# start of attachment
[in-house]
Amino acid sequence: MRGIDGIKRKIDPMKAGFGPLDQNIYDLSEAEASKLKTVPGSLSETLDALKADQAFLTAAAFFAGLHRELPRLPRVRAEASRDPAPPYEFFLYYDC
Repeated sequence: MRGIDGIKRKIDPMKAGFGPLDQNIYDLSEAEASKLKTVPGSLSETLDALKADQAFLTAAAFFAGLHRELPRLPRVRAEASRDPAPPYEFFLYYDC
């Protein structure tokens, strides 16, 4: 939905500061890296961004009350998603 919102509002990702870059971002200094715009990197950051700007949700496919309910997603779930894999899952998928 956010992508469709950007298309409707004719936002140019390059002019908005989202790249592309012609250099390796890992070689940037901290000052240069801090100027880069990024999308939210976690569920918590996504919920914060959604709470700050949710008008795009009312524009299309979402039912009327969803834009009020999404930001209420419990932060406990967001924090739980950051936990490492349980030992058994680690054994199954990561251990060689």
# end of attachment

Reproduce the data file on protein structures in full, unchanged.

[in-house]
Amino acid sequence: MRGIDGIKRKIDPMKAGFGPLDQNIYDLSEAEASKLKTVPGSLSETLDALKADQAFLTAAAFFAGLHRELPRLPRVRAEASRDPAPPYEFFLYYDC
Repeated sequence: MRGIDGIKRKIDPMKAGFGPLDQNIYDLSEAEASKLKTVPGSLSETLDALKADQAFLTAAAFFAGLHRELPRLPRVRAEASRDPAPPYEFFLYYDC
């Protein structure tokens, strides 16, 4: 939905500061890296961004009350998603 919102509002990702870059971002200094715009990197950051700007949700496919309910997603779930894999899952998928 956010992508469709950007298309409707004719936002140019390059002019908005989202790249592309012609250099390796890992070689940037901290000052240069801090100027880069990024999308939210976690569920918590996504919920914060959604709470700050949710008008795009009312524009299309979402039912009327969803834009009020999404930001209420419990932060406990967001924090739980950051936990490492349980030992058994680690054994199954990561251990060689």